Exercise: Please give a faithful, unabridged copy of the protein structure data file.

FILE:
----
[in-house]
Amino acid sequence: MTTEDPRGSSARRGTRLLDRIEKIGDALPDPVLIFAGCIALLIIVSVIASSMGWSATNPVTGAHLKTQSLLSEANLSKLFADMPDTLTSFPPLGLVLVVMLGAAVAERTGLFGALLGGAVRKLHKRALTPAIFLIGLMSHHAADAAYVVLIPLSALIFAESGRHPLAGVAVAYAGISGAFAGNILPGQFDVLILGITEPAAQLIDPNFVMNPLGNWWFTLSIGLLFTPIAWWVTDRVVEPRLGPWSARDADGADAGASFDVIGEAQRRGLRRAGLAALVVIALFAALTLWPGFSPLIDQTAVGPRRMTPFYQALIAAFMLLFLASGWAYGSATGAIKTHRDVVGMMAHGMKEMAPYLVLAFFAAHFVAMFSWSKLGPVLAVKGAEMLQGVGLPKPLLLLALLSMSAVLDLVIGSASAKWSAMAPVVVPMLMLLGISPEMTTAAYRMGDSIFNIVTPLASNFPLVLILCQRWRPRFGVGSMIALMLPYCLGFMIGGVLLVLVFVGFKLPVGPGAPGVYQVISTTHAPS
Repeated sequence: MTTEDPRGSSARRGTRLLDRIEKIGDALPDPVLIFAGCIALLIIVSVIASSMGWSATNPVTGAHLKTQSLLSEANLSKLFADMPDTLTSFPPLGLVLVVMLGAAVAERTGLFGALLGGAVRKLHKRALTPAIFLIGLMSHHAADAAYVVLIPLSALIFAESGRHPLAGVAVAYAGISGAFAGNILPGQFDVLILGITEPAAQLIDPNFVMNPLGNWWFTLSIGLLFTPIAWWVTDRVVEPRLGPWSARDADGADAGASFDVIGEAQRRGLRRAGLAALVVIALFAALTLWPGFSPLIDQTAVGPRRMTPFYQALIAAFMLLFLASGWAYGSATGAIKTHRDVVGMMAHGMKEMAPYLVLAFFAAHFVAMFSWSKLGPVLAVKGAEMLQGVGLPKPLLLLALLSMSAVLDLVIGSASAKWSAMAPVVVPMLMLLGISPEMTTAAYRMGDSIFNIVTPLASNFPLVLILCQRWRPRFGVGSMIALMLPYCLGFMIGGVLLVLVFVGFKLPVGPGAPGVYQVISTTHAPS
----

[in-house]
Amino acid sequence: MTTEDPRGSSARRGTRLLDRIEKIGDALPDPVLIFAGCIALLIIVSVIASSMGWSATNPVTGAHLKTQSLLSEANLSKLFADMPDTLTSFPPLGLVLVVMLGAAVAERTGLFGALLGGAVRKLHKRALTPAIFLIGLMSHHAADAAYVVLIPLSALIFAESGRHPLAGVAVAYAGISGAFAGNILPGQFDVLILGITEPAAQLIDPNFVMNPLGNWWFTLSIGLLFTPIAWWVTDRVVEPRLGPWSARDADGADAGASFDVIGEAQRRGLRRAGLAALVVIALFAALTLWPGFSPLIDQTAVGPRRMTPFYQALIAAFMLLFLASGWAYGSATGAIKTHRDVVGMMAHGMKEMAPYLVLAFFAAHFVAMFSWSKLGPVLAVKGAEMLQGVGLPKPLLLLALLSMSAVLDLVIGSASAKWSAMAPVVVPMLMLLGISPEMTTAAYRMGDSIFNIVTPLASNFPLVLILCQRWRPRFGVGSMIALMLPYCLGFMIGGVLLVLVFVGFKLPVGPGAPGVYQVISTTHAPS
Repeated sequence: MTTEDPRGSSARRGTRLLDRIEKIGDALPDPVLIFAGCIALLIIVSVIASSMGWSATNPVTGAHLKTQSLLSEANLSKLFADMPDTLTSFPPLGLVLVVMLGAAVAERTGLFGALLGGAVRKLHKRALTPAIFLIGLMSHHAADAAYVVLIPLSALIFAESGRHPLAGVAVAYAGISGAFAGNILPGQFDVLILGITEPAAQLIDPNFVMNPLGNWWFTLSIGLLFTPIAWWVTDRVVEPRLGPWSARDADGADAGASFDVIGEAQRRGLRRAGLAALVVIALFAALTLWPGFSPLIDQTAVGPRRMTPFYQALIAAFMLLFLASGWAYGSATGAIKTHRDVVGMMAHGMKEMAPYLVLAFFAAHFVAMFSWSKLGPVLAVKGAEMLQGVGLPKPLLLLALLSMSAVLDLVIGSASAKWSAMAPVVVPMLMLLGISPEMTTAAYRMGDSIFNIVTPLASNFPLVLILCQRWRPRFGVGSMIALMLPYCLGFMIGGVLLVLVFVGFKLPVGPGAPGVYQVISTTHAPS